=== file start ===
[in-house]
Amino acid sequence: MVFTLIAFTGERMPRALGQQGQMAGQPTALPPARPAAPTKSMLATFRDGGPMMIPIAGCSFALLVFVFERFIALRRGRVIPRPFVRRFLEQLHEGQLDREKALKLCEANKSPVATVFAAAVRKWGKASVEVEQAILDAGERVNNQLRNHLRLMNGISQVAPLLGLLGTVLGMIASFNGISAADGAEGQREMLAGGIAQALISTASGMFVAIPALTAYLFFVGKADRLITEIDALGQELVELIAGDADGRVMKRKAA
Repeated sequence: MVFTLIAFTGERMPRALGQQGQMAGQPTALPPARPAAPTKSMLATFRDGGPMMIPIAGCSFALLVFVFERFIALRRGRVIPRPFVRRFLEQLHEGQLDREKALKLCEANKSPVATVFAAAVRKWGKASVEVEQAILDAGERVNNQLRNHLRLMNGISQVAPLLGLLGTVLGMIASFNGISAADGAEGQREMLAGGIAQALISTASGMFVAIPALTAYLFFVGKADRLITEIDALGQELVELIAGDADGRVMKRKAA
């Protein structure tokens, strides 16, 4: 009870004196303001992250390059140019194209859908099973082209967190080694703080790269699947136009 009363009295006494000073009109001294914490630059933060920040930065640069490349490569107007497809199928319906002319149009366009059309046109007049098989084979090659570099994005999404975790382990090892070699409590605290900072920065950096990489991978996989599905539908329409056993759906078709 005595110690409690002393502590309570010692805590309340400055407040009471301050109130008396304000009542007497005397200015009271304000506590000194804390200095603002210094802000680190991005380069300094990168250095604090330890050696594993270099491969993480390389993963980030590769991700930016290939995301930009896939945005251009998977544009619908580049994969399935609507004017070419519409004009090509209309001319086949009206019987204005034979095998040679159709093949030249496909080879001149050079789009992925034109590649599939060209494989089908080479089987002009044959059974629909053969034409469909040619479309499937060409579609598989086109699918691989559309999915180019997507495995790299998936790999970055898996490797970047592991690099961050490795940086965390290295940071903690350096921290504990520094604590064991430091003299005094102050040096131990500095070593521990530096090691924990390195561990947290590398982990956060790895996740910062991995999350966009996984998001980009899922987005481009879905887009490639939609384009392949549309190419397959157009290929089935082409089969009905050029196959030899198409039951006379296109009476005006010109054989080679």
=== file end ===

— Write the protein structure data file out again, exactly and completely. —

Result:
[in-house]
Amino acid sequence: MVFTLIAFTGERMPRALGQQGQMAGQPTALPPARPAAPTKSMLATFRDGGPMMIPIAGCSFALLVFVFERFIALRRGRVIPRPFVRRFLEQLHEGQLDREKALKLCEANKSPVATVFAAAVRKWGKASVEVEQAILDAGERVNNQLRNHLRLMNGISQVAPLLGLLGTVLGMIASFNGISAADGAEGQREMLAGGIAQALISTASGMFVAIPALTAYLFFVGKADRLITEIDALGQELVELIAGDADGRVMKRKAA
Repeated sequence: MVFTLIAFTGERMPRALGQQGQMAGQPTALPPARPAAPTKSMLATFRDGGPMMIPIAGCSFALLVFVFERFIALRRGRVIPRPFVRRFLEQLHEGQLDREKALKLCEANKSPVATVFAAAVRKWGKASVEVEQAILDAGERVNNQLRNHLRLMNGISQVAPLLGLLGTVLGMIASFNGISAADGAEGQREMLAGGIAQALISTASGMFVAIPALTAYLFFVGKADRLITEIDALGQELVELIAGDADGRVMKRKAA
């Protein structure tokens, strides 16, 4: 009870004196303001992250390059140019194209859908099973082209967190080694703080790269699947136009 009363009295006494000073009109001294914490630059933060920040930065640069490349490569107007497809199928319906002319149009366009059309046109007049098989084979090659570099994005999404975790382990090892070699409590605290900072920065950096990489991978996989599905539908329409056993759906078709 005595110690409690002393502590309570010692805590309340400055407040009471301050109130008396304000009542007497005397200015009271304000506590000194804390200095603002210094802000680190991005380069300094990168250095604090330890050696594993270099491969993480390389993963980030590769991700930016290939995301930009896939945005251009998977544009619908580049994969399935609507004017070419519409004009090509209309001319086949009206019987204005034979095998040679159709093949030249496909080879001149050079789009992925034109590649599939060209494989089908080479089987002009044959059974629909053969034409469909040619479309499937060409579609598989086109699918691989559309999915180019997507495995790299998936790999970055898996490797970047592991690099961050490795940086965390290295940071903690350096921290504990520094604590064991430091003299005094102050040096131990500095070593521990530096090691924990390195561990947290590398982990956060790895996740910062991995999350966009996984998001980009899922987005481009879905887009490639939609384009392949549309190419397959157009290929089935082409089969009905050029196959030899198409039951006379296109009476005006010109054989080679």